Certain items are listed as “luxury goods” in some countries and therefore come with a much higher tax than general products. It might not be surprising for cigarettes and wine to have made it on the list, but you wouldn’t expect such a list to include tampons.
Within the European Union, Germany ranked at number 11 for the highest tax rates on female hygiene items. However, this will soon be a factor of the past as yesterday’s vote in the German parliament will see a decrease in the tax on women’s sanitation items such as pads and tampons. As of the 1st of January next year, tax on feminine hygiene products will drop from 19 percent to just 7 percent – the same as everyday essentials.
Member of parliament Lisa Paus posted on Twitter that this tax reduction will be “an important step toward a tax system that does not discriminate against women.”
Finance Minister, Olaf Scholz, said, “Many women campaigned for this and now we’re making it happen.”
Equal rights campaigner Nanna-Josephine Roloff – one of the organizers of the online petition to drop tampon taxes, which gathered nearly 200,000 signatures – sees this move as a great triumph. Scholz said to Roloff that the petition “paved the way forward to change the law”.
Cost of menstrual related items
A 2018 report from City Hall in London, suggested that the average lifetime cost of feminine hygiene products in the city is around nearly £2,300 (almost $3,000), not including how much is spent on items for pain alleviation as well as new underwear.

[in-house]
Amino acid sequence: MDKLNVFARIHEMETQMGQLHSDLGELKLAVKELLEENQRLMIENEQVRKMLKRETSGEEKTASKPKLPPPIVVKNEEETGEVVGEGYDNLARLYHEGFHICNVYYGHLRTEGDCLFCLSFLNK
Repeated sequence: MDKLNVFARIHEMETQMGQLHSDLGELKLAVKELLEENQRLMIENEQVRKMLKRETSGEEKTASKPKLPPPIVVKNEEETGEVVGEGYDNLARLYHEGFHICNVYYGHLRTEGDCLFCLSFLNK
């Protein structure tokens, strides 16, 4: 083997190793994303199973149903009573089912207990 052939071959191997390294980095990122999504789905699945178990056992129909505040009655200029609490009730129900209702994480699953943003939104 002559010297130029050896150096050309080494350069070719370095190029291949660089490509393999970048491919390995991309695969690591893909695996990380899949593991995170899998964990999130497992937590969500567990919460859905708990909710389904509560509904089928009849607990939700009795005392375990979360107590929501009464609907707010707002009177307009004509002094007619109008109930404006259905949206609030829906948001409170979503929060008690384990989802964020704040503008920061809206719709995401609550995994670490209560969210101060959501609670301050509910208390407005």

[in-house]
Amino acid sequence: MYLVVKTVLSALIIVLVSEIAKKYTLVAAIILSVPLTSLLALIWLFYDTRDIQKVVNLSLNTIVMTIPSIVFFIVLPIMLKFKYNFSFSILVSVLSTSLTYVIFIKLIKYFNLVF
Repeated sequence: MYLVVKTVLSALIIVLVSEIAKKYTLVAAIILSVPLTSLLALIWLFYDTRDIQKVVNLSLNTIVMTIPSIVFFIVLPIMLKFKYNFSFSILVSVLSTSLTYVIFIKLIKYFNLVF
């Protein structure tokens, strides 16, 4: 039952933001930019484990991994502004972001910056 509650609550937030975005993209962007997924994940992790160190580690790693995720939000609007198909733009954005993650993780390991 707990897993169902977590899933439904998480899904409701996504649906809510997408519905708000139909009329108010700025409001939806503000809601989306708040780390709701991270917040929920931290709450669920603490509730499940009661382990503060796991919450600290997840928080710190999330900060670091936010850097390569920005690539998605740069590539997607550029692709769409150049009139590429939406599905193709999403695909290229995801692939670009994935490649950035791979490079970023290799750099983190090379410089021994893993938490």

“It is the women who bear these costs, and periods are no luxury for women,” says Roloff. “Products like salmon, caviar, truffles, hotel nights, or taxi rides are taxed lower than female hygiene products,” she added. “But how should women avoid their period?”
In the European Union, Hungary took the top spot for highest tax rates for women’s hygiene items. Hungarian women pay a shocking 27 percent tax for such products, while women in Croatia, Denmark, and Sweden aren’t far behind with a tax rate of 25 percent. Ireland is the sole country in the European Union that poses no tax whatsoever on female sanitary products. The United States, India, Kenya, and Canada are among the few countries worldwide that also have no tax on these types of items.